fair quantity of work. A trawl-net will perhaps last 
from two to four months, according to the nature of 


the ground worked on ; bnt daring that time parts of 
it will have to be renewed. The back of the net, being 
exposed to least wear, lasts the longest; the nnder 
parts will generally require renewing twice, and the 
ood or pnrse five or six times, before the whole net is 
finally condemned. Ordinary hemp is commonly em- 
ployed for these nets ; but the best Manilla hemp is 
coming into use at Grimsby and Hull. Manilla is 
very costly, but is more lasting. It is usually dressed 
with coal tar, which preserves the material better than 
either Stockholm tar or tan. 

The sails of all our trawlers are what is called 
" barked," or saturated with a solution of oak-bark, 
tar, grease, and red or yellow ochre. This compo- 
sition preserves the canvas, and is renewed every six 
or eight weeks. 

Working the Trawl, — A fair idea of the construction 
of the beam-trawl has been given in the preceding 
pages ; and it may be interesting if we say something 
now of the manner in which this net is worked. 
Nothing, of course, but practical observation on board 
a trawler will enable anyone to thoroughly understand 
%11 the points to be considered under the varying con- 
ditions of wind and tide, but the general mode of pro- 
ceeding may be easily explained. A favourable tide 
•is the first thing to be desired, one of only moderate 
strength, as the trawl, which is always towed as much 
as possible in the direction of, but a little faster than, 
the stream, then works steadily, and is easily kept on 
the ground. Supposing the vessel to be on her fishing 
ground, the first part of the tide is chosen for com-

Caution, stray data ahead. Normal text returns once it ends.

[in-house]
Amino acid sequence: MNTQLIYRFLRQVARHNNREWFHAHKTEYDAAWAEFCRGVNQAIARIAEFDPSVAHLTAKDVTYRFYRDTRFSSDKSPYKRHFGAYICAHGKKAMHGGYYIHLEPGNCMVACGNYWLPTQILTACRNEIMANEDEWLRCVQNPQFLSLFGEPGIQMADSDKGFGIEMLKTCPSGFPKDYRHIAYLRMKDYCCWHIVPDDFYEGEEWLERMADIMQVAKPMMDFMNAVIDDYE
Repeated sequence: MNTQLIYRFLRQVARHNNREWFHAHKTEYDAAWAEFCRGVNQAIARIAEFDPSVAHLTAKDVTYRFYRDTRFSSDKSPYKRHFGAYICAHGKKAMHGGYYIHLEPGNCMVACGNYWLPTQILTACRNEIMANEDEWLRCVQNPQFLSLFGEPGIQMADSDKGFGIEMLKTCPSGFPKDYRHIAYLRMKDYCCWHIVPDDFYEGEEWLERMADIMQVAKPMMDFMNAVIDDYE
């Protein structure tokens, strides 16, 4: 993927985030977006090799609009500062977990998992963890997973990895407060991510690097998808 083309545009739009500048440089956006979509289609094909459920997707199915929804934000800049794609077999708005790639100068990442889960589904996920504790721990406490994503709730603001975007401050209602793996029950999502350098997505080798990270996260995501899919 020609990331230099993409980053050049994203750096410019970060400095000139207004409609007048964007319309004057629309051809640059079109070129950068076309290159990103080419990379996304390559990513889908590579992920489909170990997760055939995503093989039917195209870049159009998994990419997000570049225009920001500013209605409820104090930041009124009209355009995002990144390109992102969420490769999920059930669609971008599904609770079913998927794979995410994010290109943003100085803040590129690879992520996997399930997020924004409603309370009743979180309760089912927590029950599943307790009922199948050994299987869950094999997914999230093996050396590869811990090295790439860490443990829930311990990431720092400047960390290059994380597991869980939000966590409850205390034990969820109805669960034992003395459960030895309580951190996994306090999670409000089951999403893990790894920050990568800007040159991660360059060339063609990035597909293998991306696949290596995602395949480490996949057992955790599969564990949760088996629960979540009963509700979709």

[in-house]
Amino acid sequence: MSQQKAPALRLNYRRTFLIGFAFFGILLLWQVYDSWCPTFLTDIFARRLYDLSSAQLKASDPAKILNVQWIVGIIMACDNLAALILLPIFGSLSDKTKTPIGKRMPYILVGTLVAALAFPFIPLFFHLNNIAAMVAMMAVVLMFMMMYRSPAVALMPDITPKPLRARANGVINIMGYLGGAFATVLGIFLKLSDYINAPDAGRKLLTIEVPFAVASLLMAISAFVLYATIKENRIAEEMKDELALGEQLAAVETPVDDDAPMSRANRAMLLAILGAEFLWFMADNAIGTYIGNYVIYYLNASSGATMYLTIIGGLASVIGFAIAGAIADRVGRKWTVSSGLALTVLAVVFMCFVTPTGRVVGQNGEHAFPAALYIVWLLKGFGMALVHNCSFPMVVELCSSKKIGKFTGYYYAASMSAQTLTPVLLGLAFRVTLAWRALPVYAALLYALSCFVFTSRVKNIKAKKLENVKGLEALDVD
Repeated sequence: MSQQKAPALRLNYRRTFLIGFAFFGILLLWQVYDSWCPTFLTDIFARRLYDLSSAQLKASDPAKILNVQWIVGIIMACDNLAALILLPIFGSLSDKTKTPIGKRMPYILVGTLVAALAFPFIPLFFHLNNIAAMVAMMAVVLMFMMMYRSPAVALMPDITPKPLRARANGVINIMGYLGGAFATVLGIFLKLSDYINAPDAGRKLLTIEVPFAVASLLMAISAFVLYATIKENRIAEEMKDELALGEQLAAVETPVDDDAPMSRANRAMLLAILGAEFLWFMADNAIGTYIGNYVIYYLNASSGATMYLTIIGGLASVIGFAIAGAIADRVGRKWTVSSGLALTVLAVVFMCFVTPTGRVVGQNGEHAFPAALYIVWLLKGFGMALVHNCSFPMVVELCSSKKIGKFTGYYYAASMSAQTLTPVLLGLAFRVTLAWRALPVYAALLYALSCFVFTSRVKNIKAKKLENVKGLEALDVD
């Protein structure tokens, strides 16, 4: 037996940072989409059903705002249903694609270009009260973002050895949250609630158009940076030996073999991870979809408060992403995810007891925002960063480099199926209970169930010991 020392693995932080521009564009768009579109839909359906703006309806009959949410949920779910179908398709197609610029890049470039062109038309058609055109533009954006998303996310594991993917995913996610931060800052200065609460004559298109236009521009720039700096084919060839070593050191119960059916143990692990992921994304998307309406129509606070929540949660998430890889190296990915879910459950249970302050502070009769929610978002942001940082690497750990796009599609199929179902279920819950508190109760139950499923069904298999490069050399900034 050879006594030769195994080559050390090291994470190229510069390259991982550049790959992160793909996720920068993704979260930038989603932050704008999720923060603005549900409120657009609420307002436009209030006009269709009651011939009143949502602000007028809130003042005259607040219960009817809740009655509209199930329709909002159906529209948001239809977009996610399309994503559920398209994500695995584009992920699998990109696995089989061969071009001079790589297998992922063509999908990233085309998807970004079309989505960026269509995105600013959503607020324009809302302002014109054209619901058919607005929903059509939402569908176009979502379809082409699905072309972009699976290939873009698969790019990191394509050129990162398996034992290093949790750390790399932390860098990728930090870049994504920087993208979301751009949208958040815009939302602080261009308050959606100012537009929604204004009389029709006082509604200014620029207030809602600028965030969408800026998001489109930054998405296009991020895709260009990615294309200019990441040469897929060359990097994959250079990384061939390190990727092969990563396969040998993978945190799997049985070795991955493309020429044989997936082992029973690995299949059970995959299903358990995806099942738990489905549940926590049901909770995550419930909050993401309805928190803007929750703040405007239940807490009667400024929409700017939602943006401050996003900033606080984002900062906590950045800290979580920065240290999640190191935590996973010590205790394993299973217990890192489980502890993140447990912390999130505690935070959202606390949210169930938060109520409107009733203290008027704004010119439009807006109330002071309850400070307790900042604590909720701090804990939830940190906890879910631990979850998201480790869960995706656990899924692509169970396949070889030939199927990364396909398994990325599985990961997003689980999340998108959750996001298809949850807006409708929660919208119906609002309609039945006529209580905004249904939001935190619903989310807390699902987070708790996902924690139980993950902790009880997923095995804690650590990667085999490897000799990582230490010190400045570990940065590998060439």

mencing work, as she can then tow for several honrs in 
one direction, and the usual practice is to keep the 
trawl down till the tide has done, about five or six 
hours at a time. The vessel is put under easy sail in 
the direction in which she is going to tow, depending 
on the wind being suitable for going with the tide. 
This is of such importance, that when the tide is run- 
ning dead against the wind no work can be done, and 
the fishermen can only beat up against the wind in 
order to take a suitable position for trawling in the 
opposite direction as soon as the tide has turned ; or, 
if the fishing ground be a large one, they heave-to, and 
wait for the favourable time. Most persons who have 
seen a trawl vessel either in harbour, or going out of or 
coming into it, will have noticed the long beam, with 
the curiously-shaped head-irons at each end, resting on 
the top of the bulwark, generally on the port or left 
side of the vessel when looking forward from the 
stem, and the immense net lying in irregular folds on 
the top of the beam. We may suppose this to be the 
position of the trawl just before the fishing begins. 
The vessel then being slowly sailing along her in- 
tended course, the first thing to be done is to put the 
net overboard, beginning with the small end, and 
throwing it out, or "shooting" it, until the whole is 
hanging over from the beam, and towing alongside. 
The front end of the beam is then slacked away till it 
is well clear of the vessel, and, being caught by the 
water, is turned outwards at nearly a right angle from 
the stem. The other end is then lowered from the 
stem, till the whole beam is level in the water ; and if 

TRAWLim. 36 

the trawl be then in proper position, with the back 
uppermost and the gronnd-rope below, more sail is put